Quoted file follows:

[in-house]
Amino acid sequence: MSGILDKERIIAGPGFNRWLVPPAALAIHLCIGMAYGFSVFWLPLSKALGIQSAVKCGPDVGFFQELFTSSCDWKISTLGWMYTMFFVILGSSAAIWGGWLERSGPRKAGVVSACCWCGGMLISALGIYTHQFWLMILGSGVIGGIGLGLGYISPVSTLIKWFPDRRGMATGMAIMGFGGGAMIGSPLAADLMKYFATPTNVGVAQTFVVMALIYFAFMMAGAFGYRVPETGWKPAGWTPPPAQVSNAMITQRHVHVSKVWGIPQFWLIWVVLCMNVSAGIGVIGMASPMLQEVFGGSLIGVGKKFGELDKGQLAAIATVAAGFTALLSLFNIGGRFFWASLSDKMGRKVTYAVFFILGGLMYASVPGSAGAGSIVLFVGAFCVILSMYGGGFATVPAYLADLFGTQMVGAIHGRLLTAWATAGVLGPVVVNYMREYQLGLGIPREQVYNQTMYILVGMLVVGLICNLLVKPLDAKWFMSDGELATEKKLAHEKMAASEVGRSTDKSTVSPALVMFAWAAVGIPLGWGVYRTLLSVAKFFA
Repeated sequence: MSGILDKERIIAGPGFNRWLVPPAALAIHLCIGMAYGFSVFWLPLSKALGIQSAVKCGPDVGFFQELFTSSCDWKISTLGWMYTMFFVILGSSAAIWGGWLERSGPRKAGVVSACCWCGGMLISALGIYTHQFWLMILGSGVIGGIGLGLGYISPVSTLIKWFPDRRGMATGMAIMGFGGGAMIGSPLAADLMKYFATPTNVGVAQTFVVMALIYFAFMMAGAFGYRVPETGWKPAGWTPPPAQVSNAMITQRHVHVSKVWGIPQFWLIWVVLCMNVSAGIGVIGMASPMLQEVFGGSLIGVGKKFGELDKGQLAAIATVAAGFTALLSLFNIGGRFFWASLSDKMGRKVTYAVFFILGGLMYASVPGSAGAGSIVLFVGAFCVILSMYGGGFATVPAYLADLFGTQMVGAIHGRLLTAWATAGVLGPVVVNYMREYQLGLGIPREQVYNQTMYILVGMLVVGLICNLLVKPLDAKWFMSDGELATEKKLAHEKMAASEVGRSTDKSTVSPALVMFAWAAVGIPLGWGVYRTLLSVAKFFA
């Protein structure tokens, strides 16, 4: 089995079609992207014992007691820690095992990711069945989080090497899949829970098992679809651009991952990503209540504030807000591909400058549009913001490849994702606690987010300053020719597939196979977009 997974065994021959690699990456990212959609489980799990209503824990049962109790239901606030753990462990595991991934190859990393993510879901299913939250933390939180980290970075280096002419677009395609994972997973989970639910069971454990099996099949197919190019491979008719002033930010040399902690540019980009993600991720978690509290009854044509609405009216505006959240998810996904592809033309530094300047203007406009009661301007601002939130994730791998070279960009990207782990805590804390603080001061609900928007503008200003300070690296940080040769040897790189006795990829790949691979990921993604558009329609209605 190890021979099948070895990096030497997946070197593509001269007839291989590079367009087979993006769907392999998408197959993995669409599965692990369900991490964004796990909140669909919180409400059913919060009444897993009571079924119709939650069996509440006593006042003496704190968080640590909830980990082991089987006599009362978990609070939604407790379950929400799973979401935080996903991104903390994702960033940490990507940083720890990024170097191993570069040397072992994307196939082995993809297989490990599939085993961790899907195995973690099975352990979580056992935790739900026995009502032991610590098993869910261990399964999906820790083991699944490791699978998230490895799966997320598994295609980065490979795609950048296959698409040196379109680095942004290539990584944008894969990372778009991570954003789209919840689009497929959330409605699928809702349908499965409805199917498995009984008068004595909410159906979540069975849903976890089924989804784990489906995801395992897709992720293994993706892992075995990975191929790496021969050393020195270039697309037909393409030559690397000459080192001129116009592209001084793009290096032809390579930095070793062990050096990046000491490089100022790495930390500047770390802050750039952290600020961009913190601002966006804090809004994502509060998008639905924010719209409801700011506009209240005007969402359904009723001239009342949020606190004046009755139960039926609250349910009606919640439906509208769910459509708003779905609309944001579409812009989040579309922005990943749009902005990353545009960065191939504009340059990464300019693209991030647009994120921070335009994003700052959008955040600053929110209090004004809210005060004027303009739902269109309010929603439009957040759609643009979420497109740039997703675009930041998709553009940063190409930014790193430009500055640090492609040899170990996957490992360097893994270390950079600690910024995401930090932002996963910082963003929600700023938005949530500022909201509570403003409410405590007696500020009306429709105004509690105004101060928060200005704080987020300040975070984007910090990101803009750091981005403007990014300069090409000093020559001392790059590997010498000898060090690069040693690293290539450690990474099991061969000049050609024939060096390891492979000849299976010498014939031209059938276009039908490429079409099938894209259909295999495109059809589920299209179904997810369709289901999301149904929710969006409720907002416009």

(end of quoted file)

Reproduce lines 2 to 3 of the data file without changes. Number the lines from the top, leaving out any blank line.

Amino acid sequence: MSGILDKERIIAGPGFNRWLVPPAALAIHLCIGMAYGFSVFWLPLSKALGIQSAVKCGPDVGFFQELFTSSCDWKISTLGWMYTMFFVILGSSAAIWGGWLERSGPRKAGVVSACCWCGGMLISALGIYTHQFWLMILGSGVIGGIGLGLGYISPVSTLIKWFPDRRGMATGMAIMGFGGGAMIGSPLAADLMKYFATPTNVGVAQTFVVMALIYFAFMMAGAFGYRVPETGWKPAGWTPPPAQVSNAMITQRHVHVSKVWGIPQFWLIWVVLCMNVSAGIGVIGMASPMLQEVFGGSLIGVGKKFGELDKGQLAAIATVAAGFTALLSLFNIGGRFFWASLSDKMGRKVTYAVFFILGGLMYASVPGSAGAGSIVLFVGAFCVILSMYGGGFATVPAYLADLFGTQMVGAIHGRLLTAWATAGVLGPVVVNYMREYQLGLGIPREQVYNQTMYILVGMLVVGLICNLLVKPLDAKWFMSDGELATEKKLAHEKMAASEVGRSTDKSTVSPALVMFAWAAVGIPLGWGVYRTLLSVAKFFA
Repeated sequence: MSGILDKERIIAGPGFNRWLVPPAALAIHLCIGMAYGFSVFWLPLSKALGIQSAVKCGPDVGFFQELFTSSCDWKISTLGWMYTMFFVILGSSAAIWGGWLERSGPRKAGVVSACCWCGGMLISALGIYTHQFWLMILGSGVIGGIGLGLGYISPVSTLIKWFPDRRGMATGMAIMGFGGGAMIGSPLAADLMKYFATPTNVGVAQTFVVMALIYFAFMMAGAFGYRVPETGWKPAGWTPPPAQVSNAMITQRHVHVSKVWGIPQFWLIWVVLCMNVSAGIGVIGMASPMLQEVFGGSLIGVGKKFGELDKGQLAAIATVAAGFTALLSLFNIGGRFFWASLSDKMGRKVTYAVFFILGGLMYASVPGSAGAGSIVLFVGAFCVILSMYGGGFATVPAYLADLFGTQMVGAIHGRLLTAWATAGVLGPVVVNYMREYQLGLGIPREQVYNQTMYILVGMLVVGLICNLLVKPLDAKWFMSDGELATEKKLAHEKMAASEVGRSTDKSTVSPALVMFAWAAVGIPLGWGVYRTLLSVAKFFA